Serum vascular endothelial growth factor levels are elevated in metastatic differentiated thyroid cancer but not increased by short-term TSH stimulation
Carcinoma, Renal Cell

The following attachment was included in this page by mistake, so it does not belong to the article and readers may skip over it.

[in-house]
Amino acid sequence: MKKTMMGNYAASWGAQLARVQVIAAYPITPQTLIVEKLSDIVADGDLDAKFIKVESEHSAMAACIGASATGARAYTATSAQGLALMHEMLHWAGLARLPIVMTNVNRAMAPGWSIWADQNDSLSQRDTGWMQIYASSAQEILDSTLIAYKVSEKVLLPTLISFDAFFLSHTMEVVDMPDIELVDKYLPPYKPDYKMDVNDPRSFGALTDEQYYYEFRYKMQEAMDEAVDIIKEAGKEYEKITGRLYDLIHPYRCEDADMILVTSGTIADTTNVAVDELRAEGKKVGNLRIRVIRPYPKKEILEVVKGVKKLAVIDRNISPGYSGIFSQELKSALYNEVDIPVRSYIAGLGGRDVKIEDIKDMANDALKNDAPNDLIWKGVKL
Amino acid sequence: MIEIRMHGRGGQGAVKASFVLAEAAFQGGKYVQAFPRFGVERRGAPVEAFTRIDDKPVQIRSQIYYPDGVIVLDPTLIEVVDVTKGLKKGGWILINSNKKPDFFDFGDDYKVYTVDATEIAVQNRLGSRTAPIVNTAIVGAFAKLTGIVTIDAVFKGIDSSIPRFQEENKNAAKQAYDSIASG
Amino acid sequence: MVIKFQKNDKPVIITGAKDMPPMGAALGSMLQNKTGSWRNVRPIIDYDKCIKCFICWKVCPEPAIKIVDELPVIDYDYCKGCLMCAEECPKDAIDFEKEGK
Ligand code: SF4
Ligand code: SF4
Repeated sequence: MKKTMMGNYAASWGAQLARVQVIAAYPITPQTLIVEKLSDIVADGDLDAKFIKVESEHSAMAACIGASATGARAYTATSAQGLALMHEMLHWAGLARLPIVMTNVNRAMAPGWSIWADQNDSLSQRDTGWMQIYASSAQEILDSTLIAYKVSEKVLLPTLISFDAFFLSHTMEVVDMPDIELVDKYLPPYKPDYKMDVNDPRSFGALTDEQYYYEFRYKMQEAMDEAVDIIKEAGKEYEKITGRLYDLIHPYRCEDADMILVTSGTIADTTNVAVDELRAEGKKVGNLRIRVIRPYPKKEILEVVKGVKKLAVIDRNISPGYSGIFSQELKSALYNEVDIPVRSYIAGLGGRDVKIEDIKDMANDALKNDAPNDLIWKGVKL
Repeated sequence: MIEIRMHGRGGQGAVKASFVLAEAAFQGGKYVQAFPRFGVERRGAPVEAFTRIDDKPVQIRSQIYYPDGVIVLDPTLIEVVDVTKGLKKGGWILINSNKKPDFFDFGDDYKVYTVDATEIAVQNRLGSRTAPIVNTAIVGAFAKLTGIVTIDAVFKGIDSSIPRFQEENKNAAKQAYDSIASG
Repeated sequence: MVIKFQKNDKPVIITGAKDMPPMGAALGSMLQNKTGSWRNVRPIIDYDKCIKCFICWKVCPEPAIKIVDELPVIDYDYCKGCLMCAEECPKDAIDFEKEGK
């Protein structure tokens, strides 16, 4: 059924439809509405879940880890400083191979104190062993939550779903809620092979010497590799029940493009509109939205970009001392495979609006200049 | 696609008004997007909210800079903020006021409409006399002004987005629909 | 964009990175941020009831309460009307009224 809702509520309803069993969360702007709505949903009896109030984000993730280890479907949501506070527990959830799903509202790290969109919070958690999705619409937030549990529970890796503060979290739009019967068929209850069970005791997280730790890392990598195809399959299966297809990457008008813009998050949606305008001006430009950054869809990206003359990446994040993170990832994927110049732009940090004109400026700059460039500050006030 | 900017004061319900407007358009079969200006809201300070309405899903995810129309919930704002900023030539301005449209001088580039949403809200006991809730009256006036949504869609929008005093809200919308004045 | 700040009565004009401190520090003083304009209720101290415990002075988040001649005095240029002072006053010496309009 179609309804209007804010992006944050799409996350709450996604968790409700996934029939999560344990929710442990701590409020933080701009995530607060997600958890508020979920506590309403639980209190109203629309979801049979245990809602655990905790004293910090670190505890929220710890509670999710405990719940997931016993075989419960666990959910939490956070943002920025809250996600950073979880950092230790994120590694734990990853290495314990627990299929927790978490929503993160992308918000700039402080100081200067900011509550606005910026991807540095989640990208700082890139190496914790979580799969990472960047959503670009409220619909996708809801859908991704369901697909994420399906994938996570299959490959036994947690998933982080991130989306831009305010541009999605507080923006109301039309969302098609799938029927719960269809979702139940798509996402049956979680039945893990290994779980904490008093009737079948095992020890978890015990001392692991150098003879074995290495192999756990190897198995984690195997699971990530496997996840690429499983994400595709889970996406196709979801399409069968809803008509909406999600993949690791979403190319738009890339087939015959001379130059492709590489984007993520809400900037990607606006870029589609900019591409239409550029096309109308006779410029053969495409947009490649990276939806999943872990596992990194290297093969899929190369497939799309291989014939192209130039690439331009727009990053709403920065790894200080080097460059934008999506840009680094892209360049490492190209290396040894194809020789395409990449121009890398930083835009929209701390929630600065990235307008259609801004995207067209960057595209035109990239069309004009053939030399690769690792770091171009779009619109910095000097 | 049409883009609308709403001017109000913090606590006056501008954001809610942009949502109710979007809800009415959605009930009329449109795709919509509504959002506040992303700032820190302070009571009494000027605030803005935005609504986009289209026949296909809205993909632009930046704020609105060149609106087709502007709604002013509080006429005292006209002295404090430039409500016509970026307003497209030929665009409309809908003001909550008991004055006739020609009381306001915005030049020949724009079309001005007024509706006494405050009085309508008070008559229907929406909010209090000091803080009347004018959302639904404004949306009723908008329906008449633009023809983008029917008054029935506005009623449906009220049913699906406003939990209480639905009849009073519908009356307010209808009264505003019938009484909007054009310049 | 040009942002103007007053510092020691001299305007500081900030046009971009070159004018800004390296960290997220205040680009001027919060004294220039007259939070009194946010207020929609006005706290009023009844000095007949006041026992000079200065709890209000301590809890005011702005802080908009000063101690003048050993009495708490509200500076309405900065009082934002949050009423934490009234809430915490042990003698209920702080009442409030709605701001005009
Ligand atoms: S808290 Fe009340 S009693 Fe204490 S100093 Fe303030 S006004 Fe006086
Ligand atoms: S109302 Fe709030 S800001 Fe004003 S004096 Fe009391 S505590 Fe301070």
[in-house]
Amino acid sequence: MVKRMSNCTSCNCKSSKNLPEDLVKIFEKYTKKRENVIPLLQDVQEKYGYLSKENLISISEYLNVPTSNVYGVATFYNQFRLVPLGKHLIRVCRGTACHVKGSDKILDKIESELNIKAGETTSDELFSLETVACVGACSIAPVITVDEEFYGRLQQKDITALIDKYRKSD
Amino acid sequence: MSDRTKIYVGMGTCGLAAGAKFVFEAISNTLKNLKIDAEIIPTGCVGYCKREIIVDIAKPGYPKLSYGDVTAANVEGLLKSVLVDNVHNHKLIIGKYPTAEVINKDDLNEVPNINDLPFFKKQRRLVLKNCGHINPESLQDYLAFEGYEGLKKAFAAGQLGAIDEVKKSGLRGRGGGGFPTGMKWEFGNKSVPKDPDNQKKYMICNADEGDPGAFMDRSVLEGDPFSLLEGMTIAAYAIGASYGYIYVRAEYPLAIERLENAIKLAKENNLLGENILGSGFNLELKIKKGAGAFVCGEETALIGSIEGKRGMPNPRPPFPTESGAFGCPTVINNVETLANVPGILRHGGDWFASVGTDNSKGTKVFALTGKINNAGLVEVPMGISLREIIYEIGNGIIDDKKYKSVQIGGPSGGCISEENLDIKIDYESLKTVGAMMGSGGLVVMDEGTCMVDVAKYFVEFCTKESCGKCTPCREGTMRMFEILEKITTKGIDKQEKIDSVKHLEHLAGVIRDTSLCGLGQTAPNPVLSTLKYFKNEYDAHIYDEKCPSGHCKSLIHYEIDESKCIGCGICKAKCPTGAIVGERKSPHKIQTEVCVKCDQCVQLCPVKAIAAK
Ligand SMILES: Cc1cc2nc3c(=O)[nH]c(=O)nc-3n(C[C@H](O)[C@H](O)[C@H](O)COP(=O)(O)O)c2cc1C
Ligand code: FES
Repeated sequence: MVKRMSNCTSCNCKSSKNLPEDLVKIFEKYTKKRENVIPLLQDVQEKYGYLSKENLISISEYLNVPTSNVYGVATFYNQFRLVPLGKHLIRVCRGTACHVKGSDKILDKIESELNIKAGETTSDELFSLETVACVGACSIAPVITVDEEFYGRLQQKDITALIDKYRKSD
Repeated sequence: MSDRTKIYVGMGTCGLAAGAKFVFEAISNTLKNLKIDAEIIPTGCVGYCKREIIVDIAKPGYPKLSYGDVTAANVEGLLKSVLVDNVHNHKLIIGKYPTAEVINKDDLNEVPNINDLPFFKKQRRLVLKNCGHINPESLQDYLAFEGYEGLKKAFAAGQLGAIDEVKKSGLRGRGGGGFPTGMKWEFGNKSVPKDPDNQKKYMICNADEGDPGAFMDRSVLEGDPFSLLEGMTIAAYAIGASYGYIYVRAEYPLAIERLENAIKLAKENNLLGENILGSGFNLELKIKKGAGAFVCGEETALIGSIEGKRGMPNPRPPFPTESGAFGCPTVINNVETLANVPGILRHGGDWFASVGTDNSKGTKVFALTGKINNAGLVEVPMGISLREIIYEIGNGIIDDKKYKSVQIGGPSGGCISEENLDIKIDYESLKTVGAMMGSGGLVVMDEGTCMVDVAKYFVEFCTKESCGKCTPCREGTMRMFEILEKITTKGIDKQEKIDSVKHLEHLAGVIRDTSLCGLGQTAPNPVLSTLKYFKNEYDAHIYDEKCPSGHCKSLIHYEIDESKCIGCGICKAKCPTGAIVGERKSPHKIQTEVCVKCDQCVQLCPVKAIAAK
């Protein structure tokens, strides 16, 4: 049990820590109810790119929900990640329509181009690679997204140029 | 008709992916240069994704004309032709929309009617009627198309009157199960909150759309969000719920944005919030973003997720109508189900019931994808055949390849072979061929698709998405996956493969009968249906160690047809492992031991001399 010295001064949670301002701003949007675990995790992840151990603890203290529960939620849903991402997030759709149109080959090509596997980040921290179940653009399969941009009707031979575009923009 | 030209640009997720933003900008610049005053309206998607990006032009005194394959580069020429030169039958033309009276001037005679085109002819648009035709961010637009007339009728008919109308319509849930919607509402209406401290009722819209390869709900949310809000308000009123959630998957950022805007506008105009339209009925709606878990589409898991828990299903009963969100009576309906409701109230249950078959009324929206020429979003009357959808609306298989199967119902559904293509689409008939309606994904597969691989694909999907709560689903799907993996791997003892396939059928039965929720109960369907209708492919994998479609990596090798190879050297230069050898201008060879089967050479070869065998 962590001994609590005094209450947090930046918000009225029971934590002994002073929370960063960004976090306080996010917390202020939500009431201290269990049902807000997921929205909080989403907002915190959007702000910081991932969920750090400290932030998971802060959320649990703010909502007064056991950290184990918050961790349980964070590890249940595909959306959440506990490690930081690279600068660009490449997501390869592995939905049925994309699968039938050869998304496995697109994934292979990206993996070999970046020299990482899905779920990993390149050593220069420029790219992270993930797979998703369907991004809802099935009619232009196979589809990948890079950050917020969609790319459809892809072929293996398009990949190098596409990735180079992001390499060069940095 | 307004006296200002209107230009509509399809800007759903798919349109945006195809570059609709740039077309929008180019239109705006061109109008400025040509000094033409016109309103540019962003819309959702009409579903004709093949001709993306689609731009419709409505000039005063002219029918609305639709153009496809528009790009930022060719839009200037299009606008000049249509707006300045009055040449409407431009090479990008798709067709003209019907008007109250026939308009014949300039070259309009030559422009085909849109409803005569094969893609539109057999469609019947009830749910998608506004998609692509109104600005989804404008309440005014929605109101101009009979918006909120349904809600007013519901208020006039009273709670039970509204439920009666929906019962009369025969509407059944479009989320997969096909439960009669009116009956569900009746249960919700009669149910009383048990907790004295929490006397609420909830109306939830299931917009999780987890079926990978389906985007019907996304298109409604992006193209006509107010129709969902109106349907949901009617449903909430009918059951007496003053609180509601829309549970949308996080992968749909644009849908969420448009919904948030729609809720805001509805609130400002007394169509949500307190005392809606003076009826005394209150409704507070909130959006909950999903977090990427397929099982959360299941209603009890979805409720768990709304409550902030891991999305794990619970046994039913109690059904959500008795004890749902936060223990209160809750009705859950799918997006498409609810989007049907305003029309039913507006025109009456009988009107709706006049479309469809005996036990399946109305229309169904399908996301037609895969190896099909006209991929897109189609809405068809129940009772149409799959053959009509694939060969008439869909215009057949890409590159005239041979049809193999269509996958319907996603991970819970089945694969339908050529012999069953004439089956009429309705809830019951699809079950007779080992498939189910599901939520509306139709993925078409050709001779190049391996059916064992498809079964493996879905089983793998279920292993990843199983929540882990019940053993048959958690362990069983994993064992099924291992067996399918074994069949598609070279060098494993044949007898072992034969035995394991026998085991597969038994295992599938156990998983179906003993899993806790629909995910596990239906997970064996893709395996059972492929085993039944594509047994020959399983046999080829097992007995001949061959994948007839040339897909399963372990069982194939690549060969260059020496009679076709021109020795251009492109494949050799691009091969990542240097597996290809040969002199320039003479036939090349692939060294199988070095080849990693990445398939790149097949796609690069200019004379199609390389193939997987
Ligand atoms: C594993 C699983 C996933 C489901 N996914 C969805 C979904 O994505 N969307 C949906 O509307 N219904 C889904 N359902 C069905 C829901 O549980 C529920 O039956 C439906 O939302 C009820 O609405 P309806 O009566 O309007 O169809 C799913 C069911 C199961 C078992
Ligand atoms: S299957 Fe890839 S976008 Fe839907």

Solid tumor formation requires the development of a blood supply adequate to meet the metabolic demands of the enlarging tumor mass that cannot be sustained by simple diffusion. One principal stimulant to endothelial cell growth and migration, vascular endothelial growth factor (VEGF), is synthesized and secreted by thyroid cancer cells. Furthermore, VEGF overexpression is associated with an aggressive thyroid cancer phenotype in both animal models and clinical-pathological studies. In other malignancies, elevated serum levels of VEGF often correlate with stage of disease and other poor prognostic clinical features. Therefore, we hypothesized that serum VEGF levels would be significantly higher in patients with persistent or recurrent thyroid cancer than in those cured of the disease. Because TSH stimulates both normal and neoplastic thyroid cells, we also proposed that serum VEGF would be further increased by TSH stimulation. Sixty-nine patients with either papillary or follicular thyroid cancer, status post total thyroidectomy, and prior radioactive iodine ablation, who had undergone routine recombinant human TSH (rhTSH, Thyrogen, Genzyme Transgenics Corp., Cambridge, MA) assisted whole-body radioactive iodine scanning, were included in this study. This cohort (mean age 53 +/- 16 yr, 51% female) included 21 patients with no evidence of disease and 48 patients with local or distant metastases. Stored serum samples obtained for standard Tg determinations before and 72 h following standard rhTSH stimulation were identified and assayed for VEGF 165 (R \[amp ]\ D Systems, Minneapolis, MN). Baseline serum VEGF levels obtained at a time of TSH suppression were significantly higher in patients with known metastatic disease than in those with no evidence of disease (416 +/- 62 pg/ml vs. 185 +/- 25 pg/ml, P = 0.001). Patients with distant metastases had baseline serum VEGF levels that did not differ significantly from patients with only cervical recurrences (455 +/- 90 pg/ml in distant metastases vs. 330 +/- 44 pg/ml for local cervical recurrences). Short-term TSH stimulation, although causing a significant rise in serum Tg, resulted in no significant increase in serum VEGF measured 72 h after rhTSH injection in either the patients with known metastatic disease (416 +/- 62 pg/ml baseline vs. 419 +/- 71 pg/ml after TSH stimulation) or in cured patients (185 +/- 25 pg/ml baseline vs. 191 +/- 33 pg/ml after TSH stimulation). Subgroup analysis revealed that patients with metastatic disease arising from well differentiated primary thyroid cancers had significantly higher serum VEGF levels than patients with metastatic disease arising from poorly differentiated thyroid cancer primaries (485 +/- 74 pg/ml vs. 167 +/- 32 pg/ml, P = 0.003 by ANOVA). Poorly differentiated metastatic thyroid cancers had serum VEGF levels indistinguishable from patients cured of disease (167 +/- 32 pg/ml vs. 186 +/- 25 pg/ml). In summary, serum VEGF is significantly elevated in patients with metastatic differentiated thyroid cancer but not in those with poorly differentiated thyroid cancer metastases. No measurable increase in serum VEGF levels can be detected 72 h after short-term TSH stimulation with rhTSH. We conclude that serum VEGF may serve as a clinical useful marker of residual differentiated thyroid cancer.